Car Crash Kills Ewu Guard Mcclure Stepfather Also Dies In Accident Near Las Vegas’ Mccarron Airport
Rodrick McClure, a starting point guard on the Eastern Washington basketball team, died early Thursday morning in a two-car accident near McCarron International Airport in his hometown of Las Vegas.
Members of the men’s basketball team huddled with coaches, counselors and school administrators late into the night Thursday in an attempt to deal with the death, reportedly caused by a drunken driver.
McClure’s stepfather, James Addison, also died in the accident, which occurred while the two were driving to the airport so McClure could catch a flight back to Spokane and rejoin his teammates in preparation for this weekend’s game against the University of Washington in Seattle.
The Nevada Highway Patrol, which investigated the accident, refused to release details, but Eagles head coach Steve Aggers said he learned from McClure’s mother, Hester, that the driver of the other vehicle was under the influence of alcohol.
“It’s a tragic, tragic loss,” said Aggers, who met with his players twice Thursday after they returned from a three-day Christmas break to resume practicing. “Rod was a bright young man with the rest of his life ahead of him, and to be taken away with this violent, senseless act by a driver under the influence of alcohol is incomprehensible.
“You can accept cancer and old age, but not this sudden act of violence.”
As a result of McClure’s death, the EWU-UW game that was originally scheduled for Saturday afternoon was postponed until 1 p.m. Sunday to give McClure’s teammates an extra day to deal with the tragedy.
“They’re in shock right now,” Aggers said of his players, who met as a group with a school counselor after hearing of McClure’s death. “Everybody handles the grieving process differently, but right now they’re in total disbelief and shock.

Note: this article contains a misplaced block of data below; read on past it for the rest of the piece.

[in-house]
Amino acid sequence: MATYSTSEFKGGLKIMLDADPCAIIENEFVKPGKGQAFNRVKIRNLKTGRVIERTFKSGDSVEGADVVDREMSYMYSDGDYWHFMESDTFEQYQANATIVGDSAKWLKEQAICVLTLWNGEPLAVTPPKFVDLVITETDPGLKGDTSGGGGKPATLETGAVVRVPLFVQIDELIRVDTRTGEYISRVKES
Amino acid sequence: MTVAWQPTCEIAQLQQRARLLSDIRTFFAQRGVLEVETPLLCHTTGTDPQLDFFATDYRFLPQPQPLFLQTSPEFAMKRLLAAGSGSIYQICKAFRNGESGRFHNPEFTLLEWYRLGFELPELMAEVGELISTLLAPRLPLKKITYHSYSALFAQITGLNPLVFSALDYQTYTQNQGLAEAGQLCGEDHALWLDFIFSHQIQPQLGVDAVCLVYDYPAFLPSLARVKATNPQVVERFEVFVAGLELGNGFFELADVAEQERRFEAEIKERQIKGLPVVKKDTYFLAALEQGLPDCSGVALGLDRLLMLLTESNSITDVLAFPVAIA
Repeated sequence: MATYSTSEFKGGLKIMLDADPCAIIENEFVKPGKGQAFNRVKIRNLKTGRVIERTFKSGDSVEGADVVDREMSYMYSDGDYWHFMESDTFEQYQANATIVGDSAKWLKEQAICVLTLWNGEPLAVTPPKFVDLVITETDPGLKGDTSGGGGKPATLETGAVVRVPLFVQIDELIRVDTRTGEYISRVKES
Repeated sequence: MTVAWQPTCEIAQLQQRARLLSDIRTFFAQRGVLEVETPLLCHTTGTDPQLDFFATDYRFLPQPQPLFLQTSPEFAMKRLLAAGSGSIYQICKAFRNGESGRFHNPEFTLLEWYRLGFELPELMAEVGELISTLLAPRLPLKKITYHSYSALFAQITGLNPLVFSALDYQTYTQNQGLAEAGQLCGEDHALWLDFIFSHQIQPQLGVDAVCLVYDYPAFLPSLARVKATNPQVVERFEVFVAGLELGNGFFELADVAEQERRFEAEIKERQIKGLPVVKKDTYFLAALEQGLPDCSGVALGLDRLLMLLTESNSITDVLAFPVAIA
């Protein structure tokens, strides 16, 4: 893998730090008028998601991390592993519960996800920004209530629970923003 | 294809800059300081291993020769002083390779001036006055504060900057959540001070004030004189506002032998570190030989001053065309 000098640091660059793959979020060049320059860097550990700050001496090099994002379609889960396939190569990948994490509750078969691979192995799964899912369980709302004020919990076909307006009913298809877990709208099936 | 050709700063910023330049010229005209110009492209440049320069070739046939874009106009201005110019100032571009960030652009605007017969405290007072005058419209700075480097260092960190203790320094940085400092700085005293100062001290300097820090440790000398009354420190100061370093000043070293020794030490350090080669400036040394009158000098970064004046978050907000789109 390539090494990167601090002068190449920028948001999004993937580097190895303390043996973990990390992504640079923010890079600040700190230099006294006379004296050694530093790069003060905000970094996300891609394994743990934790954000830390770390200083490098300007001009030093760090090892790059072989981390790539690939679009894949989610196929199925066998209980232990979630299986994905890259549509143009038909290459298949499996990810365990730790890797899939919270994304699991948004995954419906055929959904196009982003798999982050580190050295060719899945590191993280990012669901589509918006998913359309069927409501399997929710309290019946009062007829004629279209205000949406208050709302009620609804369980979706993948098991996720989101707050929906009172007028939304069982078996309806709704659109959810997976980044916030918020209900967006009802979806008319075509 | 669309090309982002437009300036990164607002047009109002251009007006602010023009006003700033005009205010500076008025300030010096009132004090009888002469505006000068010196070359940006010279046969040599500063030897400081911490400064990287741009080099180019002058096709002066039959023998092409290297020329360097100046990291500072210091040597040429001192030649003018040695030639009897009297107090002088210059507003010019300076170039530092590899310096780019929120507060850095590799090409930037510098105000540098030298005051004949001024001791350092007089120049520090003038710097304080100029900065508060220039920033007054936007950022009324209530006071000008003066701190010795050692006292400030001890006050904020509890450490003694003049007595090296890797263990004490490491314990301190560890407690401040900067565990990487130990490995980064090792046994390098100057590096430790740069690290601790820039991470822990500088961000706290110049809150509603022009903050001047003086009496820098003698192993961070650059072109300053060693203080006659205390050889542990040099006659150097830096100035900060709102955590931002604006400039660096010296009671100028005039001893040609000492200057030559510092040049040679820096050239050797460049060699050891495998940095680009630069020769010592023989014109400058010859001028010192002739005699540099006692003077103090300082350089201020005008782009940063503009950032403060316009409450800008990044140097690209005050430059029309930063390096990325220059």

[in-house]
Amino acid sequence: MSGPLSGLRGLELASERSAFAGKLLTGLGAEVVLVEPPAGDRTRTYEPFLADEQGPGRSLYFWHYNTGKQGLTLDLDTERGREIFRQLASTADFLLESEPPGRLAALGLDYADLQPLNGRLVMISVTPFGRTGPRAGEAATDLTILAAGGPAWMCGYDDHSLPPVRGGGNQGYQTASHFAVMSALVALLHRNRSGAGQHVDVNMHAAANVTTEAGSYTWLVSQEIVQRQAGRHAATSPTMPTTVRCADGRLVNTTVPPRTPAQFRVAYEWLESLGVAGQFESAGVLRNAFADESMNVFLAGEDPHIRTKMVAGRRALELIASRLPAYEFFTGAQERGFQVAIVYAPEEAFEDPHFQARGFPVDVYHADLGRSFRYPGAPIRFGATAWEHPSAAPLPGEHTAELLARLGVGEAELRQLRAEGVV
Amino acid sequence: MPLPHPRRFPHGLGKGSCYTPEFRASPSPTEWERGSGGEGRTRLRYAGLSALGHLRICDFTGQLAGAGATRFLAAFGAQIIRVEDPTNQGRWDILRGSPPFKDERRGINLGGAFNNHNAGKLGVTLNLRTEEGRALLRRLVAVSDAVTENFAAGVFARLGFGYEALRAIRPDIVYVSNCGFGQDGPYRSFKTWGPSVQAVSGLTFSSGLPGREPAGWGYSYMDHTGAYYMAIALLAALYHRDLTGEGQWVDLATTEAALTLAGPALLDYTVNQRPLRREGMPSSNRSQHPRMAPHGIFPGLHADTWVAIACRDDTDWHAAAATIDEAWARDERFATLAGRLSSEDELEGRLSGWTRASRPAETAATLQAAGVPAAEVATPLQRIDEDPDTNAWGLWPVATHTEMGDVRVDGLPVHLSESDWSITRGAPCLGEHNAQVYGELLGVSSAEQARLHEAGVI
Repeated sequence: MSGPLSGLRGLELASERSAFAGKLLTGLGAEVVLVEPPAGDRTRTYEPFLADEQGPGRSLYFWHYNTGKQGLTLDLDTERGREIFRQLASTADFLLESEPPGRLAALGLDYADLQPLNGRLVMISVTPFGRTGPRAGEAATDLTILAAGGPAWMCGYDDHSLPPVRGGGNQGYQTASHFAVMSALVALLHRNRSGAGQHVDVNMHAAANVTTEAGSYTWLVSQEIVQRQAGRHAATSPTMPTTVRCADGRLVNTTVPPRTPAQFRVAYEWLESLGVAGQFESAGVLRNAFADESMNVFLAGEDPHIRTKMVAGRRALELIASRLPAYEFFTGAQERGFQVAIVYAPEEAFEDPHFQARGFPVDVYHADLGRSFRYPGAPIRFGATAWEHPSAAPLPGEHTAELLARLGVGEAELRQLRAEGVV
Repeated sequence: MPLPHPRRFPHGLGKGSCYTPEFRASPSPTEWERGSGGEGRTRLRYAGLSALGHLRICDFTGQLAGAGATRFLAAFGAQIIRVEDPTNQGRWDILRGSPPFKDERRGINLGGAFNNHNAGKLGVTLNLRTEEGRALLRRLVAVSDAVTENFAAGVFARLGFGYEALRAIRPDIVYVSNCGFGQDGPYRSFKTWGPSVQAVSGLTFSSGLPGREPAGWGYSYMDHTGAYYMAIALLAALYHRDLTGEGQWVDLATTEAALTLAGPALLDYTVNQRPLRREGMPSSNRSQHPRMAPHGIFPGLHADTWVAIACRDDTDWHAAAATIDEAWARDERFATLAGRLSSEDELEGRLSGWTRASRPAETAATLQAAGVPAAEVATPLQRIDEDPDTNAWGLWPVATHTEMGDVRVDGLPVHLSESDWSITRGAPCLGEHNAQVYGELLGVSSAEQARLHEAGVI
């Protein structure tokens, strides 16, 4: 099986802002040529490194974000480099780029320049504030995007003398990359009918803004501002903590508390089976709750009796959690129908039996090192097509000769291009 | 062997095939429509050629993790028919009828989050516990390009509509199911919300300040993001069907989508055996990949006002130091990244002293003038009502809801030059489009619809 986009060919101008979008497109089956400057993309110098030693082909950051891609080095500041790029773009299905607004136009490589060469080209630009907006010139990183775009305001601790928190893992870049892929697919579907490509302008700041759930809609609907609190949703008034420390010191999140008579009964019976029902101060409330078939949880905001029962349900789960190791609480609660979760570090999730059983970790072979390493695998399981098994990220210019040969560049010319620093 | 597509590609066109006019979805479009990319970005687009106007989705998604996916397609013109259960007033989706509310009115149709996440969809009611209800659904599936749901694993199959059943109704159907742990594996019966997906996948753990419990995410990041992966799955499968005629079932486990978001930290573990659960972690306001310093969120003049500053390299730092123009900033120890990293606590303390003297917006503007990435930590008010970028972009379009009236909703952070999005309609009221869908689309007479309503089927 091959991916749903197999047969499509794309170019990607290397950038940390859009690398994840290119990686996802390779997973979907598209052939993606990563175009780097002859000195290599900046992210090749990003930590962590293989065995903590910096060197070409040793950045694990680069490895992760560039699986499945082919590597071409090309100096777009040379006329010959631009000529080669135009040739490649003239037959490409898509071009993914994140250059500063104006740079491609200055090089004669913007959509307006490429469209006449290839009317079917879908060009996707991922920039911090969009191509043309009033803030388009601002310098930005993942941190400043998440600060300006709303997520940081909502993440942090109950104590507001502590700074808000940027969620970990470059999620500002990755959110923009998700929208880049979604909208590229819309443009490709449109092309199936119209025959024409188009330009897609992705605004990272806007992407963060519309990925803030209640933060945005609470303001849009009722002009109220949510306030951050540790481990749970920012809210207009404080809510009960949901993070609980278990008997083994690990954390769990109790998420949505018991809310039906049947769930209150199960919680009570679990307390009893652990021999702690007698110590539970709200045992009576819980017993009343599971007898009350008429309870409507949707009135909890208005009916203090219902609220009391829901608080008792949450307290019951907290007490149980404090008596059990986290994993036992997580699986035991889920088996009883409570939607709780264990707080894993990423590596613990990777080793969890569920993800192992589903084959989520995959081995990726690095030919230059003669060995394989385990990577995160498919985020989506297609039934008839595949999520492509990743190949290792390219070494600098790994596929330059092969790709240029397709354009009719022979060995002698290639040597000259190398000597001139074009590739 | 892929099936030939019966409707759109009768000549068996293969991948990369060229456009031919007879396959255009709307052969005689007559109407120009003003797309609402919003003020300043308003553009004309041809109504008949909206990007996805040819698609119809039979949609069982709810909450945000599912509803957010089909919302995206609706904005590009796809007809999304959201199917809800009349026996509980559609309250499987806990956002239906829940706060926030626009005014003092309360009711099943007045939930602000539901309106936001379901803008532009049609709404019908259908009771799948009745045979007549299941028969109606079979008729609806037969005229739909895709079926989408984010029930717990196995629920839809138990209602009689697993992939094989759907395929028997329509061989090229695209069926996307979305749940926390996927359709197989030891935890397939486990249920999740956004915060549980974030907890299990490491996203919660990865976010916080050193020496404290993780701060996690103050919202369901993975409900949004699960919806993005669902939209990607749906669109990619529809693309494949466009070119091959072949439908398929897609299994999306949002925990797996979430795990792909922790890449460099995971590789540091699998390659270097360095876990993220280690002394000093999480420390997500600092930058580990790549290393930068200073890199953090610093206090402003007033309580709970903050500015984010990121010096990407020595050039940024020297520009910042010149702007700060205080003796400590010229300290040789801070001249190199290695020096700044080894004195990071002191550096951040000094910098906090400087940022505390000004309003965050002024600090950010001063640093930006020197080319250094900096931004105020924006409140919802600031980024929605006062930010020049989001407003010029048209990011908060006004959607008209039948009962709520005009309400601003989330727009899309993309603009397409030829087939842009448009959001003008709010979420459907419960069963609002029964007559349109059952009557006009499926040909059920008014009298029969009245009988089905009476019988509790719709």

“And some of them are angry.”
McClure, 21, was a first-year junior transfer who had started all nine of Eastern’s games this season and averaged 7.7 points, 5.3 assists and 3.2 rebounds. He was a 1994 graduate of Cimmaron Memorial High School in Las Vegas and played two seasons at Central Arizona College before transferring to EWU this fall.
EWU president Dr. Marshall Drummond expressed his sympathy to McClure’s family and the basketball team and called McClure “a fine young man who represented Eastern Washington University well.”
Aggers said funeral plans have not been finalized, but added that he will attend the services, along with team captain Travis King and, perhaps, McClure’s roommate and teammate Kevin Lewis.
The Eagles were to bus to Seattle this morning, weather permitting, to prepare for the UW game.
“Obviously, it’s going to be a solemn drive,” Aggers said. “But we just felt that getting everybody together on the bus would be sort of cathartic.”
Aggers said his players wanted to play the game as scheduled but agreed to postpone it 24 hours at his suggestion.
“We all know that life goes on and that games go on,” Aggers explained. “And that old cliche about ‘Rod would have wanted us to play’ is probably true.
“Our players all felt that way, but postponing (the game) until Sunday gives us at least one more day to deal with it, overcome the shock and try to circle the wagons, so to speak.
“Rod was an outstanding young man and a fine basketball player,” Aggers added. “Rod was the heart of our team, and this tragic event has taken that heart out of our basketball family. None of us will ever forget him. He will be a part of our lives forever.”
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